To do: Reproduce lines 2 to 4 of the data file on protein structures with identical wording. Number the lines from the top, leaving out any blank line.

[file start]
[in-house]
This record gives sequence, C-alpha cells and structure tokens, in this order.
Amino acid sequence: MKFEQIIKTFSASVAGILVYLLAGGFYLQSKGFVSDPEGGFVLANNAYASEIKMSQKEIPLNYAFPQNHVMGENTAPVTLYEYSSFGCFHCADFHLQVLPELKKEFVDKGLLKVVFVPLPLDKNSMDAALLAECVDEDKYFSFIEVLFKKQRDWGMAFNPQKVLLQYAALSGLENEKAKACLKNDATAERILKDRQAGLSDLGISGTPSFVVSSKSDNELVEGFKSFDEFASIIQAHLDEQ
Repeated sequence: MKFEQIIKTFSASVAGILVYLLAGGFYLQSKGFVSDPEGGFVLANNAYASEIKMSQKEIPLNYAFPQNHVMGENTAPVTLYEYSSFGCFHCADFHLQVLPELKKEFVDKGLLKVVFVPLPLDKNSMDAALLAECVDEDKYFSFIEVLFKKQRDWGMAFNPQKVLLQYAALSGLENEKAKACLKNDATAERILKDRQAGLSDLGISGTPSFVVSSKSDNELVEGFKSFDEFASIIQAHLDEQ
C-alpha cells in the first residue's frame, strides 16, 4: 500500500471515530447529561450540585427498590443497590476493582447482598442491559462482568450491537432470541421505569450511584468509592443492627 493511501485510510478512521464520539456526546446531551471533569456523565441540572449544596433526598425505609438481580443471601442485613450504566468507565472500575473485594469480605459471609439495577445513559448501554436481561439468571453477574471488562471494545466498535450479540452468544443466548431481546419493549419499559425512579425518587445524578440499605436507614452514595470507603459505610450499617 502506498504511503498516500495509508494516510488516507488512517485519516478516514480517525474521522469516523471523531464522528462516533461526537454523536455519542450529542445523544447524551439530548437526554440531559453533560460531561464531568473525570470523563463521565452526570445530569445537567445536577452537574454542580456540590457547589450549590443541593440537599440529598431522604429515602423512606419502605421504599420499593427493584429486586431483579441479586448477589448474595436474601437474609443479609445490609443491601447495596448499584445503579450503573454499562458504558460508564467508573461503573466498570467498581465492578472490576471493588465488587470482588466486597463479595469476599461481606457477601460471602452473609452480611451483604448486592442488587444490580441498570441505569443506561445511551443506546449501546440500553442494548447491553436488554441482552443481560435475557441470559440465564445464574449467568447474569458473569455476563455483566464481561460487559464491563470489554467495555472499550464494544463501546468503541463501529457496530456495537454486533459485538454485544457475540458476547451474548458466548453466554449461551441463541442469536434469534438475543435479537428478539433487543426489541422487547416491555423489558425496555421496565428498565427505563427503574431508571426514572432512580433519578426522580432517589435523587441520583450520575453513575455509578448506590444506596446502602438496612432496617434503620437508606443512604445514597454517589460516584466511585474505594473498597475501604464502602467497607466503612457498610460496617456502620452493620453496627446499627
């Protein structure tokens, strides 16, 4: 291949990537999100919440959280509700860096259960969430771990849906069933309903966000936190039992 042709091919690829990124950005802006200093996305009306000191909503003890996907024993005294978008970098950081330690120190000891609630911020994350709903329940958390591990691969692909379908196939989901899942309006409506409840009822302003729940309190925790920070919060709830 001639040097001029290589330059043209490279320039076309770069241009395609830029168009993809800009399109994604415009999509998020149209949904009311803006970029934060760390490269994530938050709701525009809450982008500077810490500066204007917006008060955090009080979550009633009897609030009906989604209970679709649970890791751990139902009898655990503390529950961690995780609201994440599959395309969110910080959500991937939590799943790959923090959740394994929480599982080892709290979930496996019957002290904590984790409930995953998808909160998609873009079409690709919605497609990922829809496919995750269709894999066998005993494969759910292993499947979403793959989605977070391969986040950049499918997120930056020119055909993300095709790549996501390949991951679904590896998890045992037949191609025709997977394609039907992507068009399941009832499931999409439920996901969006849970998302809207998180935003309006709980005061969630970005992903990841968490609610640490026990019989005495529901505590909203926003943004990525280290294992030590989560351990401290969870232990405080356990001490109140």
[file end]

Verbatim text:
This record gives sequence, C-alpha cells and structure tokens, in this order.
Amino acid sequence: MKFEQIIKTFSASVAGILVYLLAGGFYLQSKGFVSDPEGGFVLANNAYASEIKMSQKEIPLNYAFPQNHVMGENTAPVTLYEYSSFGCFHCADFHLQVLPELKKEFVDKGLLKVVFVPLPLDKNSMDAALLAECVDEDKYFSFIEVLFKKQRDWGMAFNPQKVLLQYAALSGLENEKAKACLKNDATAERILKDRQAGLSDLGISGTPSFVVSSKSDNELVEGFKSFDEFASIIQAHLDEQ
Repeated sequence: MKFEQIIKTFSASVAGILVYLLAGGFYLQSKGFVSDPEGGFVLANNAYASEIKMSQKEIPLNYAFPQNHVMGENTAPVTLYEYSSFGCFHCADFHLQVLPELKKEFVDKGLLKVVFVPLPLDKNSMDAALLAECVDEDKYFSFIEVLFKKQRDWGMAFNPQKVLLQYAALSGLENEKAKACLKNDATAERILKDRQAGLSDLGISGTPSFVVSSKSDNELVEGFKSFDEFASIIQAHLDEQ